How to Control Flinching While Shooting

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The Drill:

It’s only natural to flinch when you hear a loud bang. But when you’re shooting, that slight movement can have significant consequences. USCCA Training Operations Manager Steve Fischer shares an easy way to correct this tendency and focus on your muzzle management and trigger press.

The Setup:

At the range, you will need your defensive firearm, a target placed at 10 feet, a mixture of live and dummy rounds, and ear and eye protection. A partner is also handy so that dummy rounds are more of a surprise.

The Skills:

If we flinch while shooting, it can cause us to go off target. Being aware of the movement is an excellent first step. By replacing some live rounds with dummy rounds, in no particular order, you’ll notice that when the gun clicks instead of bangs, you still move in anticipation of the recoil. This is what causes groupings to spread out.

The Details:

Take a shooting partner to the range and have him or her load your magazine with a mixture of live rounds and dummy rounds. To start, place your target at a distance of 10 feet. You can increase this distance further along in your practice.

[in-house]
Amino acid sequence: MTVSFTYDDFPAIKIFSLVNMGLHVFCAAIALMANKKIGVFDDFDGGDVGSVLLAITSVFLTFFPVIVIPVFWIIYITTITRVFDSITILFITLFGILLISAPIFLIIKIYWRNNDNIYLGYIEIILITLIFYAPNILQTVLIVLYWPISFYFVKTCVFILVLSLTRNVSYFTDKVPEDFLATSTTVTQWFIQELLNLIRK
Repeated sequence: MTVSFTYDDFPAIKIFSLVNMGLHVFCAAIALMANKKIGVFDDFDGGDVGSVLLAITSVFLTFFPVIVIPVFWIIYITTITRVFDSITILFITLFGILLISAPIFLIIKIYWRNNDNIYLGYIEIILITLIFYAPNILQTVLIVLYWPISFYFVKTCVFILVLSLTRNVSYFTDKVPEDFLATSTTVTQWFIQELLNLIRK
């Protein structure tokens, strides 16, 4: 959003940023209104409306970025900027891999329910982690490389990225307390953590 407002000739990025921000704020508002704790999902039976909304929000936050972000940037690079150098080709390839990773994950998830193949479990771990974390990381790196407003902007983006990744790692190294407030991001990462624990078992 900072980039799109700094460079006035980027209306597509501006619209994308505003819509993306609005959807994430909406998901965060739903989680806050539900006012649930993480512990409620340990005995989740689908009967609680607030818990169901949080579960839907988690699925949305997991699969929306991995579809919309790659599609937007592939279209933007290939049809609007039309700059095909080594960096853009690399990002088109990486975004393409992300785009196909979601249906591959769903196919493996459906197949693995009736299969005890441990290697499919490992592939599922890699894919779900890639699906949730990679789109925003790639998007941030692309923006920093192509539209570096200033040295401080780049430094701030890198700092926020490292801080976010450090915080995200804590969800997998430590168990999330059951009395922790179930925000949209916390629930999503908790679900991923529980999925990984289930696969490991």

Aim for center mass. Execute a slow and steady trigger press until you hear a click, when you should notice your flinch. Clear the malfunction — rack and slap — and continue firing until all rounds are downrange.

Safety Considerations:

Remember always to follow the universal rules for gun safety. Also, do not commence shooting until your partner has given the OK. It is essential that both parties wear ear and eye protection.

Closing Thoughts:

This is a great drill to help you focus on your mindset and alert you to habits you may have overlooked. And it has the added bonus of preparing you for a malfunction.

Vary your training. Keep it fun. Keep it safe. And keep practicing.